Despite the government’s desperate attempts to position Singapore as Southeast Asia’s arts hub, flagging figures at major shows and accusations of artificiality have put the city-state’s art scene under more scrutiny than ever
Singapore has long tried to combat its reputation as a cultural desert. An influx of state funding in the past two decades has almost singlehandedly cultivated an art scene from the top down, as the city-state has tried to locate itself as a premier destination for art in Southeast Asia and beyond. But in a bombshell interview with the South China Morning Post in January this year, Lorenzo Rudolf, the founder and president of Art Stage Singapore – long hailed as the flagship Southeast Asian contemporary arts fair – delivered a shockingly sobering assessment of the arts scene in the city-state.
“Strong economic growth has led to many new galleries and private museums opening in the Philippines, Indonesia and Thailand. Everywhere, everywhere, the art scene booms. The only place we have stagnation is Singapore,” he told the Hong Kong-based newspaper. “If the market doesn’t grow, then I will have to reflect on what I do. I sure won’t be sitting here until the end.”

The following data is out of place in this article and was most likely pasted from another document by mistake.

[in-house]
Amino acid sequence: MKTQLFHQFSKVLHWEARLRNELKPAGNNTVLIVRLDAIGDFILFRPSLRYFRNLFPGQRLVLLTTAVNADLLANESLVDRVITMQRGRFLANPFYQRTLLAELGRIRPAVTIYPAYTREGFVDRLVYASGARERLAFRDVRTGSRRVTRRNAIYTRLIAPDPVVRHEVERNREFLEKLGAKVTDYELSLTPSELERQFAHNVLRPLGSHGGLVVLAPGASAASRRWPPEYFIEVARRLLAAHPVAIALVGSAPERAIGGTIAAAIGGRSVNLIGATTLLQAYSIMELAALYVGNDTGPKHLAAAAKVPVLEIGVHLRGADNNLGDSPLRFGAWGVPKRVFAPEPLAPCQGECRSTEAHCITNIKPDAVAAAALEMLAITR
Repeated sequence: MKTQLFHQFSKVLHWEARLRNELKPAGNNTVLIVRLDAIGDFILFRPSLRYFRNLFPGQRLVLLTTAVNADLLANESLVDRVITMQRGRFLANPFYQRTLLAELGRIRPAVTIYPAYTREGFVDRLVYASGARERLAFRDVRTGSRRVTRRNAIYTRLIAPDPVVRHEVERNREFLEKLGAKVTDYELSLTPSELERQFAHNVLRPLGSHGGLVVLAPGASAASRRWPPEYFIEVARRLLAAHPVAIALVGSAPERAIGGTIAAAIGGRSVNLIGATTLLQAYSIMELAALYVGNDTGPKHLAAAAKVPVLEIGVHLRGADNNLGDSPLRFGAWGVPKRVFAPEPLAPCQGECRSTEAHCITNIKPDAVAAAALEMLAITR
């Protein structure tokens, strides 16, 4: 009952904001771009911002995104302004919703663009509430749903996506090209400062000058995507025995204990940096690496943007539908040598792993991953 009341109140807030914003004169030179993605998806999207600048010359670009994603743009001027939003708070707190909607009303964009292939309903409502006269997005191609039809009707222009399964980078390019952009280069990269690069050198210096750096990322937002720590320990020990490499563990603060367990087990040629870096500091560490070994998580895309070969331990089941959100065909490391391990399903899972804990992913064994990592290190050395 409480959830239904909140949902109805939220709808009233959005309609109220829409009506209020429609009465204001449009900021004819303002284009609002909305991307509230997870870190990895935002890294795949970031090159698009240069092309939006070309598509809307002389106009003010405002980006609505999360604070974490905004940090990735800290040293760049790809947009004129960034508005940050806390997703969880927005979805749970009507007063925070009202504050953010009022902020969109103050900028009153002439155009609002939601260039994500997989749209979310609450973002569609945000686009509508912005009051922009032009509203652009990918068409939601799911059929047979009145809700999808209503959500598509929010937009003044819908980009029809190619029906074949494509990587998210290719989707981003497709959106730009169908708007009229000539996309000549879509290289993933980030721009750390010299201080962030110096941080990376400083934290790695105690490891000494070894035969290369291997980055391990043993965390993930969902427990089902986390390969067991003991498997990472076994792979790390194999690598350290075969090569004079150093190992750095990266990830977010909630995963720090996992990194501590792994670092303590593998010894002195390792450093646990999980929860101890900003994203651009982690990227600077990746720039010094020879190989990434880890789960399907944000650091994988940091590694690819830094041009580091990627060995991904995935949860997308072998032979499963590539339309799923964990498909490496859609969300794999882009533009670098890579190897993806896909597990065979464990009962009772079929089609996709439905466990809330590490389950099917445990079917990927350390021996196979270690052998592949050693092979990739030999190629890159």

And Rudolf echoed those sentiments to Southeast Asia Globe last month.
“Everybody truly thought that Singapore [could] become the centre of this entire region,” he said. “Singapore mainly concentrated on its own art scene, while in the countries around Singapore, art scenes massively grew due to economic growth and, often consequently, social liberalisation. The private sectors and collectors began to take over responsibilities to support and develop the growth of the scenes… As a result, we have this situation today that there is a danger of these art scenes around Singapore becoming more attractive internationally… We see now that it is harder to build up culture than infrastructure.”
Read Cristyn Lloyd’s complete report on SEA Globe.
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